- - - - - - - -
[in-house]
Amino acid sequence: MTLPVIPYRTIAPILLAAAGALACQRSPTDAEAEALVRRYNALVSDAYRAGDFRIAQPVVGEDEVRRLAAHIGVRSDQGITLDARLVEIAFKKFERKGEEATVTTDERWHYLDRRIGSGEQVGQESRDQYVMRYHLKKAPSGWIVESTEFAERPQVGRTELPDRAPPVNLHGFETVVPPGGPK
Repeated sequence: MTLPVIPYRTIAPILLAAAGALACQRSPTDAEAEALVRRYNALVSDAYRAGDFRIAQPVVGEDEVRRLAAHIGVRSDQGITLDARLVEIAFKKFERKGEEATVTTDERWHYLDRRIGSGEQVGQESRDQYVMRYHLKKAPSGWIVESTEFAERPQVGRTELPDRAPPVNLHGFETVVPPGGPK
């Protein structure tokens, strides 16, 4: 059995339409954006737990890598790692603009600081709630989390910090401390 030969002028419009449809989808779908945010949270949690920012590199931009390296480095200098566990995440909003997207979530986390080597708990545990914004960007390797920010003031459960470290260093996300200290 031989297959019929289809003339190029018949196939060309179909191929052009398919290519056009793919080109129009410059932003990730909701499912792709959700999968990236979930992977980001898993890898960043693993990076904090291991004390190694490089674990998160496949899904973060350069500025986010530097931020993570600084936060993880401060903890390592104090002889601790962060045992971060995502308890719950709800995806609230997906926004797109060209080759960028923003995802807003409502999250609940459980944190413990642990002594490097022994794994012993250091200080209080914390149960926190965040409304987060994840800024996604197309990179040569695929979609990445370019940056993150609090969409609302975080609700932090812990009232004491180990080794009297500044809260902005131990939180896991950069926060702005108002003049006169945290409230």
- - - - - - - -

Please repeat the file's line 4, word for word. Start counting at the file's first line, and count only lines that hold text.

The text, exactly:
């Protein structure tokens, strides 16, 4: 059995339409954006737990890598790692603009600081709630989390910090401390 030969002028419009449809989808779908945010949270949690920012590199931009390296480095200098566990995440909003997207979530986390080597708990545990914004960007390797920010003031459960470290260093996300200290 031989297959019929289809003339190029018949196939060309179909191929052009398919290519056009793919080109129009410059932003990730909701499912792709959700999968990236979930992977980001898993890898960043693993990076904090291991004390190694490089674990998160496949899904973060350069500025986010530097931020993570600084936060993880401060903890390592104090002889601790962060045992971060995502308890719950709800995806609230997906926004797109060209080759960028923003995802807003409502999250609940459980944190413990642990002594490097022994794994012993250091200080209080914390149960926190965040409304987060994840800024996604197309990179040569695929979609990445370019940056993150609090969409609302975080609700932090812990009232004491180990080794009297500044809260902005131990939180896991950069926060702005108002003049006169945290409230």